It was embarrassing how well Quentin knew that voice. The rumble, the pop, like a roll of warm thunder and a crack of bright lightning. There was no other sound in the world that made him feel more unsteady, or more like his toes were on fire.
Which wasn’t insane at all.
“Um,” Quentin said, forcing his face into a socially acceptable mask of mild interest as he looked up. “Hey Eliot.”
Standing about fifty feet taller than him, Eliot Waugh jutted out his hip and cracked a disbelieving grin. He was decked out in an array of dizzy patterns and silky looking fabrics, his shiny black curls cascading down the slope of his defined face.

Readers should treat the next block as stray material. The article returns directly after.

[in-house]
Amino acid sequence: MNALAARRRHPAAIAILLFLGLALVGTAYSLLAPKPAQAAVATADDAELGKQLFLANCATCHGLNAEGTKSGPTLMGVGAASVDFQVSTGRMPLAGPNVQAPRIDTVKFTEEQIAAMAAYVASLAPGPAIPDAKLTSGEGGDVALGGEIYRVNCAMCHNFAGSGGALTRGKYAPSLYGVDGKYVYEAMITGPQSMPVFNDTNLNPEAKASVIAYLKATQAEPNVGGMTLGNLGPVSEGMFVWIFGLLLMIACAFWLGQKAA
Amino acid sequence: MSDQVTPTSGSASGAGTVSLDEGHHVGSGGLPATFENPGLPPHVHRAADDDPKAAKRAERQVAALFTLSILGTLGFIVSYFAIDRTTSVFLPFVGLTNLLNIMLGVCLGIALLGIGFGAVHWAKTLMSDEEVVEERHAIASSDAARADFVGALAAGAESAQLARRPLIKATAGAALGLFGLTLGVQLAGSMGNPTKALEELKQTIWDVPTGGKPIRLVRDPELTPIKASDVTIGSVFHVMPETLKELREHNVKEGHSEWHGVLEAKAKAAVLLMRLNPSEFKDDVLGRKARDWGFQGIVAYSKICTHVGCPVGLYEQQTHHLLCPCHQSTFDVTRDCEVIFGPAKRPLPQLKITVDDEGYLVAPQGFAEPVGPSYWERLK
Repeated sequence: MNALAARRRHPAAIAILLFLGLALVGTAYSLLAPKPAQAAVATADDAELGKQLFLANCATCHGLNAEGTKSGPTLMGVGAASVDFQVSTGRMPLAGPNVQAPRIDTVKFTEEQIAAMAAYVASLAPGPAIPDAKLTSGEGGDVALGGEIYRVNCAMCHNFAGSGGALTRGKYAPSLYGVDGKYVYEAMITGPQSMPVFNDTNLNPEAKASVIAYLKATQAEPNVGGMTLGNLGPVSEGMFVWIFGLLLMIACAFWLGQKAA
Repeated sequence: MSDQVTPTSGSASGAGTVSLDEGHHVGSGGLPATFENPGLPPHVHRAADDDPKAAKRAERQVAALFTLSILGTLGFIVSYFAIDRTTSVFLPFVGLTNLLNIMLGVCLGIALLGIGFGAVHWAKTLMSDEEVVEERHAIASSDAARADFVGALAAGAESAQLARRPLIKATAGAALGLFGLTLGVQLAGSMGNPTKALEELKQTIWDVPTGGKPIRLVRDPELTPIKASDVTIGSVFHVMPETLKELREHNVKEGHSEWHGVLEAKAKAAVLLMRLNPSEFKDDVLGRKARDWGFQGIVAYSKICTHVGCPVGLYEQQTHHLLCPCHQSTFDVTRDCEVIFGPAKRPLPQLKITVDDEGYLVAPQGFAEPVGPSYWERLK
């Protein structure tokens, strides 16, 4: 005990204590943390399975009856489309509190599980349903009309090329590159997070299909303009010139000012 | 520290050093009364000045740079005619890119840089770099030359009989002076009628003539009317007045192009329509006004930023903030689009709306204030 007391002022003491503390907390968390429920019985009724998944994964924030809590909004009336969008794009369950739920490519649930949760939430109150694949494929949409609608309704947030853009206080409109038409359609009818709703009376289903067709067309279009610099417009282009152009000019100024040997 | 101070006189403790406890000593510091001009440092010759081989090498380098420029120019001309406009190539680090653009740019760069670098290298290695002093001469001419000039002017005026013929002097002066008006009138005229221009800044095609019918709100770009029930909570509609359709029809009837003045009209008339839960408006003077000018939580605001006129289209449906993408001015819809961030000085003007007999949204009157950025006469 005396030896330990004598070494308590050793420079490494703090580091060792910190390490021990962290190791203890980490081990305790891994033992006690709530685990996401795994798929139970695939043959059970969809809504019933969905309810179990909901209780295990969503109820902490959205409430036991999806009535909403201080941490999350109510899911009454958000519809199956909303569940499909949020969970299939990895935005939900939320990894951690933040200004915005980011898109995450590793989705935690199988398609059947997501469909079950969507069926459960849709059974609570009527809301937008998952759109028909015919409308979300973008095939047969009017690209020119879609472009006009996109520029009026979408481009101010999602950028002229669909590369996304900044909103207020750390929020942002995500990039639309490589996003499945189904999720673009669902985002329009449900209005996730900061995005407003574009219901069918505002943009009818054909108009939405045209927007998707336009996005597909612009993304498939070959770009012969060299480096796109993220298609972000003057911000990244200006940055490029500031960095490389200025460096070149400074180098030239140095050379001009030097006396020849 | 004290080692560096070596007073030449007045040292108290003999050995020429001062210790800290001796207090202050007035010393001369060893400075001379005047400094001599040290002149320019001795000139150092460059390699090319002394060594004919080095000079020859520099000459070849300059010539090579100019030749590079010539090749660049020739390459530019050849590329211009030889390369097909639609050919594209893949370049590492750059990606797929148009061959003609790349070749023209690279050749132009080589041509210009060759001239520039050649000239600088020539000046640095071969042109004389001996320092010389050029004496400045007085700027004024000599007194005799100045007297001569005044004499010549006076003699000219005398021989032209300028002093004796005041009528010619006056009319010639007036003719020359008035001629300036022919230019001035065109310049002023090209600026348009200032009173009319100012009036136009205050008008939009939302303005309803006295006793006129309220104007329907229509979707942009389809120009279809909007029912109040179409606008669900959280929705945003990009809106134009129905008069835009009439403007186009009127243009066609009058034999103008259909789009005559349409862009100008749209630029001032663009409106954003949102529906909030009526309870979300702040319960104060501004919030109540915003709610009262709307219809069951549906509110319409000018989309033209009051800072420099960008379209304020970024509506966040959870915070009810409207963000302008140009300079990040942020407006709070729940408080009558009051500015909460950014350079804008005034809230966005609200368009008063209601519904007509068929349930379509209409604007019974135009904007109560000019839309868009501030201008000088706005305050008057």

“Holy shit, hi,” Eliot said, airy and amused. He flicked his fingers behind his shoulder and the sliding door closed. “What are you doing out here?”
There was no good way to tell the de facto host of a party that you hated said party and had come outside to escape its oppressive inanity.
“Oh, uh,” Quentin said. He pushed back his hair, just to give his hands something to do. “You know, I was just—”
Eliot frowned. “Are you lost?”
He said it with the same gentle inflection as the nice thirty-something woman who found Quentin wandering the mall when he was seven. Like Eliot genuinely wanted to help him get back to his adult.
Quentin’s cheeks burned.
“No,” he said. He waved his hand about, still not sure what the fuck to do with them. “I mean, I’m here for the party?”
Eliot’s smile flashed back on, feline at the edges. “Seriously?”